As we approach another holiday season, I am struck by the reality that there is just too much hatred in this country, and I ponder over the reality that we may not survive as a nation if we continue to be divisive and hurtful to those that we have come to demonize.
Our society, our politics, our daily news, our personal behavior have become one of “winning at all costs” and viewing others that we don’t approve of as “terrorists,” “invaders” or worse; and our morality toward those we view as less than human or beneath us is at an all-time low.
One of the first glaring truths that I learned while working in corrections was that even in a closed society like prison, there are those that will feed on individuals who they perceive to be weaker, younger or just unable or unwilling to stand up for themselves. These same individuals prey on others for financial or physical gain and derive a level of pleasure from doing so. They are simply the bullies of society and like all bullies, they like to stay hidden and unknown to all but their intended victims.
Social media in whatever form or venue has created a network of bullies who anonymously attack others who they consider un-American, have opposite opinions, or who they can personally target with their hate-filled beliefs. Recent discussions of abolishing false, threatening, or demeaning postings might improve these sites, but my guess is that I would be wrong, because it is all about financial gain and these businesses will continue to allow anyone to post the most dishonest, disgusting, terrible comments for no other reason than to torment and terrorize others. It is all about the bottom line.
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We used to be a nation that exemplified fair and honest treatment for all and acceptance of all people who wished to come here and make a better life. In fact, my ancestors were part of those pioneers that helped settle this state, and all that they asked for was an equal chance at success. They helped make the nation great. Not what is printed on a cap, but through honest hard work. They did it through blood, sweat and sometimes tears; but they gave their all because they truly loved this country of ours.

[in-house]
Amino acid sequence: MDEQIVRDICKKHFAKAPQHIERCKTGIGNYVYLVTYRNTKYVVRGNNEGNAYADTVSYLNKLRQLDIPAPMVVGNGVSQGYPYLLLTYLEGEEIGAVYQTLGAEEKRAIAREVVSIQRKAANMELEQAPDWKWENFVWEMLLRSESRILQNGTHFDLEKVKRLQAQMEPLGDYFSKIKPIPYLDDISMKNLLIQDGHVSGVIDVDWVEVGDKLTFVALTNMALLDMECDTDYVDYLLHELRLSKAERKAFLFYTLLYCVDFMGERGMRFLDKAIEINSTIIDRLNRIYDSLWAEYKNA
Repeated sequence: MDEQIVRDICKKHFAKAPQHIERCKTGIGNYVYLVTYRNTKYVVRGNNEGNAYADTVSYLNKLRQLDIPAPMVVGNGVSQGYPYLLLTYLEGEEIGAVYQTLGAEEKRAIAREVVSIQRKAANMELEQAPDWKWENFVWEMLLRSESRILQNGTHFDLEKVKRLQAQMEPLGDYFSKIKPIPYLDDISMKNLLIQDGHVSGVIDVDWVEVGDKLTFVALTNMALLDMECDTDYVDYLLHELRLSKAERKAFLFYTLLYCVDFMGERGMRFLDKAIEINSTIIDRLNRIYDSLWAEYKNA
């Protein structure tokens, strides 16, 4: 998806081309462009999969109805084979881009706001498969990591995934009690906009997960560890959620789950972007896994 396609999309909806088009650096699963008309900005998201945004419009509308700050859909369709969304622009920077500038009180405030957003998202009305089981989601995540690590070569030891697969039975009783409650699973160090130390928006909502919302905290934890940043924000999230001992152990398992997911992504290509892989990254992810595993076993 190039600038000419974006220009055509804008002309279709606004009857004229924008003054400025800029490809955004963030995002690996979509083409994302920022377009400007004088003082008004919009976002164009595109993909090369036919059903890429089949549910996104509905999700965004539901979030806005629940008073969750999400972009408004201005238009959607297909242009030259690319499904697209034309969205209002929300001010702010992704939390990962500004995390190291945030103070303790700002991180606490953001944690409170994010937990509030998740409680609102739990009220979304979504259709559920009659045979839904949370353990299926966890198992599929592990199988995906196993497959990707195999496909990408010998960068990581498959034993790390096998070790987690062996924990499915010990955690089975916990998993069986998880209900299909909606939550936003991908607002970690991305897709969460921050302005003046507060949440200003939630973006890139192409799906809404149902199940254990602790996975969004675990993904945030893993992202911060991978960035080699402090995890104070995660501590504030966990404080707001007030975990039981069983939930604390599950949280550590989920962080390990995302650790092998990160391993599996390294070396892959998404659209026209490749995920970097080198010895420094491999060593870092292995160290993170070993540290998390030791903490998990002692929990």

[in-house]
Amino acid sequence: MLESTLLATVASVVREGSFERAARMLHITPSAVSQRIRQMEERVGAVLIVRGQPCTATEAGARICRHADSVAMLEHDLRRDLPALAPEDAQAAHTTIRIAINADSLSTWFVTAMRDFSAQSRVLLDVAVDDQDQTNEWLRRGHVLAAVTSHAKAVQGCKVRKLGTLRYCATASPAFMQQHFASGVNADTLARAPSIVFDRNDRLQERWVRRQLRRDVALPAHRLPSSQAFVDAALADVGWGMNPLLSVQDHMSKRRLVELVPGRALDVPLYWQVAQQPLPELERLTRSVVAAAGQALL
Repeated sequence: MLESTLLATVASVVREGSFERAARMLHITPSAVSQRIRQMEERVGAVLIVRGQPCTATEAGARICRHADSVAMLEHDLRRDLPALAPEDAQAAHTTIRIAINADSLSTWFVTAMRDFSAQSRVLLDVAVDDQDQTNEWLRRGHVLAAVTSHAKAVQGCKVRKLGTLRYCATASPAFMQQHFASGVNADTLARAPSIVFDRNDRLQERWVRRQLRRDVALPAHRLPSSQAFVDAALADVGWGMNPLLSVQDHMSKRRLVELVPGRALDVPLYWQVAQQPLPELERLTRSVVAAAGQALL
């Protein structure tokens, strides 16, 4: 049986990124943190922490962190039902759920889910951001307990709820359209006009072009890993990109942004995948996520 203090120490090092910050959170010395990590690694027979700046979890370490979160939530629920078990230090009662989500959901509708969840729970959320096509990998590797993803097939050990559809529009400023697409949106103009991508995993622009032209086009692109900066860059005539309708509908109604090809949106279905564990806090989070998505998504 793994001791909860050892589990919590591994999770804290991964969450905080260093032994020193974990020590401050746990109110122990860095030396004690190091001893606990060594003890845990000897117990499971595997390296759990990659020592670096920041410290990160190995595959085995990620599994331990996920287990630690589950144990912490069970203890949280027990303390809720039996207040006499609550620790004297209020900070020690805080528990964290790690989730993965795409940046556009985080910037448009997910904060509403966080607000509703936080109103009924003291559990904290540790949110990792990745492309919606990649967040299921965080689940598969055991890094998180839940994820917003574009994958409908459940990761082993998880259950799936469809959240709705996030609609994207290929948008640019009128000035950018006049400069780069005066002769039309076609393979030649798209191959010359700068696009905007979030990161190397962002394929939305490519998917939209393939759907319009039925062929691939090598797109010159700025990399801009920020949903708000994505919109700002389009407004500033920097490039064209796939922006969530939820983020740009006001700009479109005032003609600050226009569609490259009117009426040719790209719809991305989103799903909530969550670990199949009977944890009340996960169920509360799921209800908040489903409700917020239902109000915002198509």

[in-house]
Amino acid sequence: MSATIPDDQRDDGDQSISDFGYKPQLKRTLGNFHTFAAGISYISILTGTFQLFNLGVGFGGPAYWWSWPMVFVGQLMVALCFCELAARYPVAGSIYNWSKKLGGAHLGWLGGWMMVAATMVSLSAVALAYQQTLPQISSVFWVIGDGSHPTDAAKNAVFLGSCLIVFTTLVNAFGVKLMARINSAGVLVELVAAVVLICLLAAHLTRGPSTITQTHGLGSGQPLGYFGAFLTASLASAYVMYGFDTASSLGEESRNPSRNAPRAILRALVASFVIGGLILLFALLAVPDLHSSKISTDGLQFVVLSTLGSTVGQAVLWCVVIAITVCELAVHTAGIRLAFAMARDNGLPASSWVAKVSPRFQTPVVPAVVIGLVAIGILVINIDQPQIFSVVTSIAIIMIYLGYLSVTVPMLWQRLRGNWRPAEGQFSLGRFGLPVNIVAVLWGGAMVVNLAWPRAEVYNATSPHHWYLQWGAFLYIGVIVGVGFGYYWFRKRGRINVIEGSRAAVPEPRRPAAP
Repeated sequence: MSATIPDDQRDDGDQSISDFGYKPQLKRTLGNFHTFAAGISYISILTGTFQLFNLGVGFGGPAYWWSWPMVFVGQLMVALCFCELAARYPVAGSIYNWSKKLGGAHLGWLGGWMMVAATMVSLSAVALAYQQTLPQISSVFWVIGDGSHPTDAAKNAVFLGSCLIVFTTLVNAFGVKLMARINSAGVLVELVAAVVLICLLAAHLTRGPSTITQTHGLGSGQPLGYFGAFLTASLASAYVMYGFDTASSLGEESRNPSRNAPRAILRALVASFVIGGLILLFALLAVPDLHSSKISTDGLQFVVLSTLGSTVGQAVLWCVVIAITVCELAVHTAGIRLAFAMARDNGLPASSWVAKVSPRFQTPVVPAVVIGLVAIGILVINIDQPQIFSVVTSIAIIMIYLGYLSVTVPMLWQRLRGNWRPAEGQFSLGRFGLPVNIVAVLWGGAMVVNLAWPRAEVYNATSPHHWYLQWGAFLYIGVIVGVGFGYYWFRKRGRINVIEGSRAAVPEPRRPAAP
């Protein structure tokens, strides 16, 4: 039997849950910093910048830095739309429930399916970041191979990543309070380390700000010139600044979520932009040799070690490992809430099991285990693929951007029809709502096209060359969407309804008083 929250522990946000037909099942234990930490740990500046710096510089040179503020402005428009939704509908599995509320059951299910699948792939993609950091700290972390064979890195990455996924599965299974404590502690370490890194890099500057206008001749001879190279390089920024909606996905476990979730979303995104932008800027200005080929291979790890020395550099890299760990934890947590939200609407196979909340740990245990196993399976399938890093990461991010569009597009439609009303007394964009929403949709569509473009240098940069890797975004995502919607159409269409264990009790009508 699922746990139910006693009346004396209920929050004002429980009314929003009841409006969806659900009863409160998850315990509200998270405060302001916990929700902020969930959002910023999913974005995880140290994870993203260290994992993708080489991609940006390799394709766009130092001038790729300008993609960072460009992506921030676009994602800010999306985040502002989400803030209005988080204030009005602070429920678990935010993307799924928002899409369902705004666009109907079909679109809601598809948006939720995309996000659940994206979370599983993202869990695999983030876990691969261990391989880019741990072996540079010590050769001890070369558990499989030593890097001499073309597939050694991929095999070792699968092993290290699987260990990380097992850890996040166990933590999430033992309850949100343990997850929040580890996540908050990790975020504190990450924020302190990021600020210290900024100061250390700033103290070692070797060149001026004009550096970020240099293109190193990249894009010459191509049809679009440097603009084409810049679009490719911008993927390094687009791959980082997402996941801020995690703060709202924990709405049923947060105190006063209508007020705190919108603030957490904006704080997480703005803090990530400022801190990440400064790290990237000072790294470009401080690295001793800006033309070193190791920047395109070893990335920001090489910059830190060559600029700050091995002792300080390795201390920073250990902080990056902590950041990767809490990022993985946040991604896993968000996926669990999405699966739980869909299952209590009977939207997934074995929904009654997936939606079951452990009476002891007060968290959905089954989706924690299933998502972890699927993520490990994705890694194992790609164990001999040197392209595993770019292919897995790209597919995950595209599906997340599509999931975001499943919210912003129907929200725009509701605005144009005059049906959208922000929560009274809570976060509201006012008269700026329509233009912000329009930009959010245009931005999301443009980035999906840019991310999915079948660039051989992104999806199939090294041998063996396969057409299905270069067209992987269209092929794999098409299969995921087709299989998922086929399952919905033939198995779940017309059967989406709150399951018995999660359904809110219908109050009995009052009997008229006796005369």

If you stop to think about the truth behind the story of Thanksgiving, it is the symbolism portrayed of native people who welcomed strangers to this new land and whose generosity helped these new arrivals to not only thrive and prosper but ultimately survive. Whether this event ever really occurred or not, it is a lesson that we as individuals and as a nation should be thankful for and perpetuate.
A recent article in the newspaper highlighted the unfortunate story of a local couple who through a series of terrible circumstances lost most everything due to medical debt and ultimately landed in homelessness. We can all do better when it comes to those less fortunate.
I am just as guilty as others who often think only about themselves and the little inconsequential problems that occur. My wife and I are fortunately in a very good place financially and have a lot to be thankful for, but we both also grew up very poor, and even though we had hard times we persevered. That was the driving force that propelled us to never be poor again. But fate can be a cruel mistress and take everything away in a heartbeat.
So, as you and I gather with family and others during this Thanksgiving season, let us all be cognizant of all that we have to be grateful for, and to realize that “there, but for the grace of God, go I.”
Bob Cartledge was born and raised in Bismarck and lived here most of his life. He is retired after working close to 30 years for the North Dakota State Penitentiary, where he supervised the Treatment Unit. He was recently a member of the city’s Special Assessment Task Force. He and his wife were therapeutic foster parents for over 20 years with Path of North Dakota. He is an avid hunter, especially upland birds, and a part-time blogger.